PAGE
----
rolling admission – year-round acceptance; the act of letting someone apply and enter an institution at any time of the year, instead of limiting entrance to the fall or spring

* The school had a rolling admission policy, so new students often joined classes in the middle of the year.


supervision – the act of watching a child to keep him or her safe and out of trouble

* The students were under careful supervision during art class so that they would not hurt themselves while using scissors.


nanny – someone who watches and cares for children at one’s homes instead of in a separate location

* Jenna’s parents were not at home very often and she spent most of her time with the nanny.


hard to come by – difficult to find; uncommon

* Seth really wanted a trading card of his favorite baseball player, but it was rare and hard to come by.


live in – someone who lives in the same house as his or her employer; someone who does a job for someone else and is allowed to live in that person’s home

* The live in cook had a bedroom in the bottom level of the house and was treated well by the family he worked for.


to envy – to be jealous of; to want what someone else has

* Graciela envied her brother because he had many good friends.

Culture Note
“See You Later, Alligator”

Children often have their own language, things they say that are “meaningful” (has meaning) to them and that are “amusing” (funny) to them. One very common “exchange” (communication between two people) between two children goes like this:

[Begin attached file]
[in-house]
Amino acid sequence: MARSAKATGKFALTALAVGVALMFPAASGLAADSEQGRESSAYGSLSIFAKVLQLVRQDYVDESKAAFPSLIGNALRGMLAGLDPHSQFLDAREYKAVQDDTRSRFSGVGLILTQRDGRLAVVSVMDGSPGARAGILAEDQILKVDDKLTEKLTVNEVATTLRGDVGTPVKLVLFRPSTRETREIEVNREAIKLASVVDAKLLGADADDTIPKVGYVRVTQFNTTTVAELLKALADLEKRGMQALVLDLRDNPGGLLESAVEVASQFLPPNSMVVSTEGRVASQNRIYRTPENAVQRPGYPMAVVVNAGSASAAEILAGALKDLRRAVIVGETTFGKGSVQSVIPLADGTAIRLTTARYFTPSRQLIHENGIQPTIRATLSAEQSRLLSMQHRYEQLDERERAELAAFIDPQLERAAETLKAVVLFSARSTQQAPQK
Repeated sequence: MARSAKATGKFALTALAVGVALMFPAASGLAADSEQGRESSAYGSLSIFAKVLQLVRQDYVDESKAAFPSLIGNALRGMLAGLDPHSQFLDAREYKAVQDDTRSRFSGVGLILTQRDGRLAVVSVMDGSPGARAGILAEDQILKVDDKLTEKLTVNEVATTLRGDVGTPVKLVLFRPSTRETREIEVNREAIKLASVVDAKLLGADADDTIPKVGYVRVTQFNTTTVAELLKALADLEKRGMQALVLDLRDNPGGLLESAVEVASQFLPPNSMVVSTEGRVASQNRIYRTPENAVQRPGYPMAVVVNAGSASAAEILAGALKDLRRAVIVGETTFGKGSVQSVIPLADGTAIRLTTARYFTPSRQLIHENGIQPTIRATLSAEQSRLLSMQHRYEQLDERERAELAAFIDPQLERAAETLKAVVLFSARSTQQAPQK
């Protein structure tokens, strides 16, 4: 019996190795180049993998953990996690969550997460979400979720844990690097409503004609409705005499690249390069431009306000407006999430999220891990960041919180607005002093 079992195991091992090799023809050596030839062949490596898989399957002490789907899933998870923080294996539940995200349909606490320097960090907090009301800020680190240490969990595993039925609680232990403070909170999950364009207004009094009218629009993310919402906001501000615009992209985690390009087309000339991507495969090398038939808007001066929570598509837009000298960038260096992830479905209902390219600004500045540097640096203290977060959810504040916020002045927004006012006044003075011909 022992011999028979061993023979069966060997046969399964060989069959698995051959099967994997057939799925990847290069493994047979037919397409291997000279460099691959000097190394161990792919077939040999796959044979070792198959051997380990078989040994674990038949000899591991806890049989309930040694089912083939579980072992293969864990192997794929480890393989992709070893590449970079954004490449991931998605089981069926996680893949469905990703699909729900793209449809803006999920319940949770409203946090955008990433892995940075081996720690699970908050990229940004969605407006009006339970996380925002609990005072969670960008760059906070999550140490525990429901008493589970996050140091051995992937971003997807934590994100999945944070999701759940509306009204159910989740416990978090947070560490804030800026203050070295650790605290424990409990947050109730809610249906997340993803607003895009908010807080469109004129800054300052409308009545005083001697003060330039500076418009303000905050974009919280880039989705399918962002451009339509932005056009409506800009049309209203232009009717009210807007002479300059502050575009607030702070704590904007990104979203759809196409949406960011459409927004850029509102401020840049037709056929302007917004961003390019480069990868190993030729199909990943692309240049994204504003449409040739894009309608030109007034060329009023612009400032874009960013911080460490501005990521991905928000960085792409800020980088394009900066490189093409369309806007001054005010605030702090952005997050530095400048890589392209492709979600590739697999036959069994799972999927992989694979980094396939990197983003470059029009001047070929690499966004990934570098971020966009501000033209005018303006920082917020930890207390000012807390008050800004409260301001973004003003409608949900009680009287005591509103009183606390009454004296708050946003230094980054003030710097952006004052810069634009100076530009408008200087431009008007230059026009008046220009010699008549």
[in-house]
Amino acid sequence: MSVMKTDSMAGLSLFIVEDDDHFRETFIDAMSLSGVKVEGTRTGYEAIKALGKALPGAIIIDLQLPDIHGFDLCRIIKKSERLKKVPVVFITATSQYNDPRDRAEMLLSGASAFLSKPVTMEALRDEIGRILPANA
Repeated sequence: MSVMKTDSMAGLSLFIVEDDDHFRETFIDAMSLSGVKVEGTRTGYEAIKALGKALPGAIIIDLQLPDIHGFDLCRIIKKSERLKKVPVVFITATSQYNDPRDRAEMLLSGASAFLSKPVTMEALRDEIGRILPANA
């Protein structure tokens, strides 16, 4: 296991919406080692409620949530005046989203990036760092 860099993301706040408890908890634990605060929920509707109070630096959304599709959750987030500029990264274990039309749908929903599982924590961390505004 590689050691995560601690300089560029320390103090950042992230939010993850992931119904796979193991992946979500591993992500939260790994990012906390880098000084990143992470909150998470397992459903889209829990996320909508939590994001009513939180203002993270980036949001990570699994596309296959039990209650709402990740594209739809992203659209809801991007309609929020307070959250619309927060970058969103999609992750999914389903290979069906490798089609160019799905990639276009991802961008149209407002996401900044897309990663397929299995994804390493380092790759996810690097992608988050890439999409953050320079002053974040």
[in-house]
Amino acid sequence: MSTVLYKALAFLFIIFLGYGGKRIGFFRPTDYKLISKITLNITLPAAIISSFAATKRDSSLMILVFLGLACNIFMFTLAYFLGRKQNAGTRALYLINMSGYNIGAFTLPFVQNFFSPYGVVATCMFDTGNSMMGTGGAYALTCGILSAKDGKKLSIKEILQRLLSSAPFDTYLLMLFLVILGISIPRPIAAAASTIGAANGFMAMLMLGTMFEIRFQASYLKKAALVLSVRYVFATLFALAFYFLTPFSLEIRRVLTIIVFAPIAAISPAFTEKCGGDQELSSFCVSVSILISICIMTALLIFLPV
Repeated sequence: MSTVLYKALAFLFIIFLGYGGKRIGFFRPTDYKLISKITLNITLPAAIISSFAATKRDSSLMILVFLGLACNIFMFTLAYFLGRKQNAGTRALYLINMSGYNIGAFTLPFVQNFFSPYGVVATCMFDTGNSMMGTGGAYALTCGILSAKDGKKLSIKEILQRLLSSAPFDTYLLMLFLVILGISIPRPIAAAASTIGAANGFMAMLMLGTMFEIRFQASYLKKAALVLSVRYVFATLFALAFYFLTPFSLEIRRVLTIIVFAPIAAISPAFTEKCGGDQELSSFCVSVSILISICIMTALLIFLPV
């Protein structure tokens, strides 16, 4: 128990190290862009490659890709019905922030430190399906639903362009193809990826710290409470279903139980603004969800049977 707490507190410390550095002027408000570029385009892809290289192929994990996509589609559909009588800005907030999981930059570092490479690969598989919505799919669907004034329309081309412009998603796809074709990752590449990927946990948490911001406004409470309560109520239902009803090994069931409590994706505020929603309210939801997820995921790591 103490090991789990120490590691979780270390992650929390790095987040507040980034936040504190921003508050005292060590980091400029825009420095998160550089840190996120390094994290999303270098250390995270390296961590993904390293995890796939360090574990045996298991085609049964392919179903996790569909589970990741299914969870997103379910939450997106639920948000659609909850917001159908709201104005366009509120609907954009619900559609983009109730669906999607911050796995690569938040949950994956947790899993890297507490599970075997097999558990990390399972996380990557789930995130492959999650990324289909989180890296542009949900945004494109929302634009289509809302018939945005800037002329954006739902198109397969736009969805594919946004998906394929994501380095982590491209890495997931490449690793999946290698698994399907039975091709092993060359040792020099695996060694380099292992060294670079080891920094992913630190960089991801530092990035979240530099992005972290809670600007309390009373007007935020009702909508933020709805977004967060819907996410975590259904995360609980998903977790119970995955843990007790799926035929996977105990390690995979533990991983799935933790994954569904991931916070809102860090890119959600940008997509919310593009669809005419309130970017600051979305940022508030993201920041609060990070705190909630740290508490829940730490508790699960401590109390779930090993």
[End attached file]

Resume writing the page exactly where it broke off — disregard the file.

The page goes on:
A: “See you later, alligator.”

B: “After a while, crocodile.”

This is a funny way that children sometimes say goodbye to each other. It’s just one of those things that American kids say to be funny. “Crocodiles” and “alligators” are both animals that live in the water with very large “jaws” (mouths), “rough” (not smooth) skin, and long tails. Why do they use “alligator” and “crocodile”? Nobody knows.

“See you later” is perhaps the most common way to informally say goodbye. Other ways to informally say goodbye are:

- “See you.”

- “Catch you later.”

- “Later.”

- “Bye.”

- “Nice seeing you.”

- “Good to see you.”

Note that with the expression “See you,” Americans pronounce the “you” as “ya,” so that “See you” is actually pronounced “See ya.” In fact, pronouncing it as “See you” would sound strange to a native speaker.

The other expressions–”catch you later,” “nice to see you,” and “good to see you.”– can be pronounced either way, as “you” or “ya.” The less formal you are, the more likely you are to say “ya” rather than “you.”